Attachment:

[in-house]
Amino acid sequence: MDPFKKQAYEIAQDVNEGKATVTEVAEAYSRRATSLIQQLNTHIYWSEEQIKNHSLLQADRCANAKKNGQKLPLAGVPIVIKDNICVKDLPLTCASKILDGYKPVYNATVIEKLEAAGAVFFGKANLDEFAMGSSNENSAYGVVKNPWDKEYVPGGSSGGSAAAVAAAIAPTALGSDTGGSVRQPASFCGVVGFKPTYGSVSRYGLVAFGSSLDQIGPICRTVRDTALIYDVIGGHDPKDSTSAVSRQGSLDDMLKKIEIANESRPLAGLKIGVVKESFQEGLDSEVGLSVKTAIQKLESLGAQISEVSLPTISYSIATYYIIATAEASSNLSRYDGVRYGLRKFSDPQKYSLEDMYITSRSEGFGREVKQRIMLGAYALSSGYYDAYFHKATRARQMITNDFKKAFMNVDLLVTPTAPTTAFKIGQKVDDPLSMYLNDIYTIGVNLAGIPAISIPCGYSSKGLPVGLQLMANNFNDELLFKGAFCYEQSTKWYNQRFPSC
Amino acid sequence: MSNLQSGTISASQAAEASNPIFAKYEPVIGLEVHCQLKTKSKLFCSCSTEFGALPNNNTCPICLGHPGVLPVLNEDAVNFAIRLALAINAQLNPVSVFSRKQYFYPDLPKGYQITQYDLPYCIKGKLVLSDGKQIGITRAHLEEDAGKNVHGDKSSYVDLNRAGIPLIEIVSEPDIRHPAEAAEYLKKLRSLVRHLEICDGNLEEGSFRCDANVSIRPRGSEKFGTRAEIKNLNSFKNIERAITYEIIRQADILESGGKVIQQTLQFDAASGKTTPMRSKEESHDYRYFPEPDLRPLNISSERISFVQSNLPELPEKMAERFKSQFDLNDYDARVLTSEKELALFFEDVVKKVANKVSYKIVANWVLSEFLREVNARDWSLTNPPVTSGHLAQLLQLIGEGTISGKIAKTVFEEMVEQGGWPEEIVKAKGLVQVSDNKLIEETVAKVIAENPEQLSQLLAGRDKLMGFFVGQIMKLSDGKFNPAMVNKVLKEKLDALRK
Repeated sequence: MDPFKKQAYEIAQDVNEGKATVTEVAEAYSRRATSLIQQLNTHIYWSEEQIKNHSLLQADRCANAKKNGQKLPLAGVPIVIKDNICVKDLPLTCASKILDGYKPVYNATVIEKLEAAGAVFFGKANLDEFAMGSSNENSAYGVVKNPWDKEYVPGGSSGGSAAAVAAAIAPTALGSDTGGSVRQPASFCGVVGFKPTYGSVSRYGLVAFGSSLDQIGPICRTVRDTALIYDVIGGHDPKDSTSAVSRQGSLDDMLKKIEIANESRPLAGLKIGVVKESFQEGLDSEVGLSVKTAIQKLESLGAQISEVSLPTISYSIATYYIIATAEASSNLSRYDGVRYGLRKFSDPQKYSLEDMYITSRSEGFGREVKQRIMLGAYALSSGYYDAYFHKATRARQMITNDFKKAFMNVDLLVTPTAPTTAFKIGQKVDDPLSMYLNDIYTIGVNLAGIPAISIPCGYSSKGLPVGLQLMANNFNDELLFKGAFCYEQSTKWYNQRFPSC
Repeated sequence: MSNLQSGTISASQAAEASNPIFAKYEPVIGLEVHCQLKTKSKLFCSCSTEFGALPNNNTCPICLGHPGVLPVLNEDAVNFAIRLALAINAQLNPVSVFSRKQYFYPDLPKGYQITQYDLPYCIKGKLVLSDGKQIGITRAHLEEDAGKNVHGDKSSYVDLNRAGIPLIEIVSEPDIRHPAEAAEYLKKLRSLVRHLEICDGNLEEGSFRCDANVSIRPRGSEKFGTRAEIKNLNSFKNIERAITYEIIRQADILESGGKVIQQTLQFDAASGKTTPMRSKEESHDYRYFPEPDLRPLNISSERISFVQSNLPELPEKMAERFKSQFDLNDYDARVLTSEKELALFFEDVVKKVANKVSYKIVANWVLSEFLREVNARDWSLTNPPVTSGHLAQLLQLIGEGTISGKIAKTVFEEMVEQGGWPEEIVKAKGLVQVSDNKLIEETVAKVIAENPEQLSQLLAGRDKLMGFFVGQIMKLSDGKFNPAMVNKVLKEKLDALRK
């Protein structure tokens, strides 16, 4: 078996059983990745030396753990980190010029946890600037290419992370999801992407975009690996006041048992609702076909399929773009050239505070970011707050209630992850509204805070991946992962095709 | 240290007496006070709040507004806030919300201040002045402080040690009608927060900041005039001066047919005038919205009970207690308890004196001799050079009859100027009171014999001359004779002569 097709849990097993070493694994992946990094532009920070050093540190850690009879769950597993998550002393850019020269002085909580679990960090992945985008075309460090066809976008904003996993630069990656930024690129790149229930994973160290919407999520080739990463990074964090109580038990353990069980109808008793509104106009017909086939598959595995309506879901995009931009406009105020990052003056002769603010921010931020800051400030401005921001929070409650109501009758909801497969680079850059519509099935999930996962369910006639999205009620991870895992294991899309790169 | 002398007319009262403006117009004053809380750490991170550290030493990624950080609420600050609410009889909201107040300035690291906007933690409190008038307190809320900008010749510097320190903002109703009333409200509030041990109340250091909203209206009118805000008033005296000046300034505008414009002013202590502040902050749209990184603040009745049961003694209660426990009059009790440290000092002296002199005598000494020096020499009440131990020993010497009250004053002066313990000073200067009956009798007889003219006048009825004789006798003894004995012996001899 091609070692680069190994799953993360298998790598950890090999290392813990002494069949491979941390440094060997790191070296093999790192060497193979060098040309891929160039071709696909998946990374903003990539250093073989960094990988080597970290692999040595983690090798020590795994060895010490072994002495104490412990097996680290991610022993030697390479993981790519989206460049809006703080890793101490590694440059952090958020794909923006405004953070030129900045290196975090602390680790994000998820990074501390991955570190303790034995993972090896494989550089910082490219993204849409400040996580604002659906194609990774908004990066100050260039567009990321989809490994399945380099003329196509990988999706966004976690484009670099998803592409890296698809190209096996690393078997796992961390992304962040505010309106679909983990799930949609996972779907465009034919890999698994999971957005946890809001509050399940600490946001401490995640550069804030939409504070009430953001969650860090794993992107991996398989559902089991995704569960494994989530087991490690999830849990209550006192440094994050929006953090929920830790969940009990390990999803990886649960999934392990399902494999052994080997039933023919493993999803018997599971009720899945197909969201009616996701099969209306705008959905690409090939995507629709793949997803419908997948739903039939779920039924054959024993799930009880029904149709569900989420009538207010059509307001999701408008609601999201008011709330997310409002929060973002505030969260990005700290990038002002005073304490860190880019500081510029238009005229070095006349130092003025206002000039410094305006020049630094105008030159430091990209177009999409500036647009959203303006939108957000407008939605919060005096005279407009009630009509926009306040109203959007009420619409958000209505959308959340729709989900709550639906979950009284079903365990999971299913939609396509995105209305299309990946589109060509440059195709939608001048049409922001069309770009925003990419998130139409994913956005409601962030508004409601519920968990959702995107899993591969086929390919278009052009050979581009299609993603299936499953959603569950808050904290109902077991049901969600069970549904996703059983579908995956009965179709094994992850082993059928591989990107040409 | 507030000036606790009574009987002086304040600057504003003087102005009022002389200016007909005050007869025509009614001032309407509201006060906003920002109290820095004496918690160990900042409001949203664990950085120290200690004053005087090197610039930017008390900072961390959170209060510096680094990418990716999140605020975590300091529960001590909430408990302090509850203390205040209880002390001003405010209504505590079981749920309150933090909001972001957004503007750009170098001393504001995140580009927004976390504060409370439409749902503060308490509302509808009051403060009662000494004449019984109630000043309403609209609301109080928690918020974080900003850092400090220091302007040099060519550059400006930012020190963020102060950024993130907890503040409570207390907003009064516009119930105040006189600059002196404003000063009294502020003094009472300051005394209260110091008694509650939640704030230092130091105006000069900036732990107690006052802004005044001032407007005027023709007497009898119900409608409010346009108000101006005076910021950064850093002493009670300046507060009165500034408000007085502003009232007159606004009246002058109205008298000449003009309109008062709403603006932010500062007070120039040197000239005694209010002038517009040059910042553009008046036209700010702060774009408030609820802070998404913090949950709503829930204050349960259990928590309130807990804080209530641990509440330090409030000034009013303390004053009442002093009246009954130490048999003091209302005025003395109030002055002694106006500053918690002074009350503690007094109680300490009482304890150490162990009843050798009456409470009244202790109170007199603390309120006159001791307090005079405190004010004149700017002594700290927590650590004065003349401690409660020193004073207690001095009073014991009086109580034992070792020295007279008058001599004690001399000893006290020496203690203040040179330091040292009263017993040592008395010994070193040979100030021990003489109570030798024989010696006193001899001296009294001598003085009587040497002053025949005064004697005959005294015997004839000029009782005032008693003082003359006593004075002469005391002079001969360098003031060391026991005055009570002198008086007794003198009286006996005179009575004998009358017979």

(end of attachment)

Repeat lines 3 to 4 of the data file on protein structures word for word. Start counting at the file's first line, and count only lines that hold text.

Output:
Amino acid sequence: MSNLQSGTISASQAAEASNPIFAKYEPVIGLEVHCQLKTKSKLFCSCSTEFGALPNNNTCPICLGHPGVLPVLNEDAVNFAIRLALAINAQLNPVSVFSRKQYFYPDLPKGYQITQYDLPYCIKGKLVLSDGKQIGITRAHLEEDAGKNVHGDKSSYVDLNRAGIPLIEIVSEPDIRHPAEAAEYLKKLRSLVRHLEICDGNLEEGSFRCDANVSIRPRGSEKFGTRAEIKNLNSFKNIERAITYEIIRQADILESGGKVIQQTLQFDAASGKTTPMRSKEESHDYRYFPEPDLRPLNISSERISFVQSNLPELPEKMAERFKSQFDLNDYDARVLTSEKELALFFEDVVKKVANKVSYKIVANWVLSEFLREVNARDWSLTNPPVTSGHLAQLLQLIGEGTISGKIAKTVFEEMVEQGGWPEEIVKAKGLVQVSDNKLIEETVAKVIAENPEQLSQLLAGRDKLMGFFVGQIMKLSDGKFNPAMVNKVLKEKLDALRK
Repeated sequence: MDPFKKQAYEIAQDVNEGKATVTEVAEAYSRRATSLIQQLNTHIYWSEEQIKNHSLLQADRCANAKKNGQKLPLAGVPIVIKDNICVKDLPLTCASKILDGYKPVYNATVIEKLEAAGAVFFGKANLDEFAMGSSNENSAYGVVKNPWDKEYVPGGSSGGSAAAVAAAIAPTALGSDTGGSVRQPASFCGVVGFKPTYGSVSRYGLVAFGSSLDQIGPICRTVRDTALIYDVIGGHDPKDSTSAVSRQGSLDDMLKKIEIANESRPLAGLKIGVVKESFQEGLDSEVGLSVKTAIQKLESLGAQISEVSLPTISYSIATYYIIATAEASSNLSRYDGVRYGLRKFSDPQKYSLEDMYITSRSEGFGREVKQRIMLGAYALSSGYYDAYFHKATRARQMITNDFKKAFMNVDLLVTPTAPTTAFKIGQKVDDPLSMYLNDIYTIGVNLAGIPAISIPCGYSSKGLPVGLQLMANNFNDELLFKGAFCYEQSTKWYNQRFPSC